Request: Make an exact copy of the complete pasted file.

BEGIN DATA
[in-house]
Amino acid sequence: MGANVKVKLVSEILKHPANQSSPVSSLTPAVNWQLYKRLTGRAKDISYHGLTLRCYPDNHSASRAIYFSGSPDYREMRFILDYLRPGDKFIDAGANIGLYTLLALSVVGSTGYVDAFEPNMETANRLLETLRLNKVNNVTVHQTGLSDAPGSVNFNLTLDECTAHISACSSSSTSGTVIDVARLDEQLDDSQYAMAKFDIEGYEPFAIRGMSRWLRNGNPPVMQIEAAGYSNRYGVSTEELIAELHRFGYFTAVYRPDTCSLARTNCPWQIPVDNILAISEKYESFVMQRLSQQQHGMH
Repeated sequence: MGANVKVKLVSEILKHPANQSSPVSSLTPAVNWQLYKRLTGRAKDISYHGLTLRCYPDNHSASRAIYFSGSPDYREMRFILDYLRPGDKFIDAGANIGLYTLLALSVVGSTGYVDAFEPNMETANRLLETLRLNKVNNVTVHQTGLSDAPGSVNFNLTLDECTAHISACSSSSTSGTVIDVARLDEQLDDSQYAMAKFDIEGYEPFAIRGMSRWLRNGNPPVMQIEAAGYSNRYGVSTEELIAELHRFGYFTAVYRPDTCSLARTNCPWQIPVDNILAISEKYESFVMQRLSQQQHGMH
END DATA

[in-house]
Amino acid sequence: MGANVKVKLVSEILKHPANQSSPVSSLTPAVNWQLYKRLTGRAKDISYHGLTLRCYPDNHSASRAIYFSGSPDYREMRFILDYLRPGDKFIDAGANIGLYTLLALSVVGSTGYVDAFEPNMETANRLLETLRLNKVNNVTVHQTGLSDAPGSVNFNLTLDECTAHISACSSSSTSGTVIDVARLDEQLDDSQYAMAKFDIEGYEPFAIRGMSRWLRNGNPPVMQIEAAGYSNRYGVSTEELIAELHRFGYFTAVYRPDTCSLARTNCPWQIPVDNILAISEKYESFVMQRLSQQQHGMH
Repeated sequence: MGANVKVKLVSEILKHPANQSSPVSSLTPAVNWQLYKRLTGRAKDISYHGLTLRCYPDNHSASRAIYFSGSPDYREMRFILDYLRPGDKFIDAGANIGLYTLLALSVVGSTGYVDAFEPNMETANRLLETLRLNKVNNVTVHQTGLSDAPGSVNFNLTLDECTAHISACSSSSTSGTVIDVARLDEQLDDSQYAMAKFDIEGYEPFAIRGMSRWLRNGNPPVMQIEAAGYSNRYGVSTEELIAELHRFGYFTAVYRPDTCSLARTNCPWQIPVDNILAISEKYESFVMQRLSQQQHGMH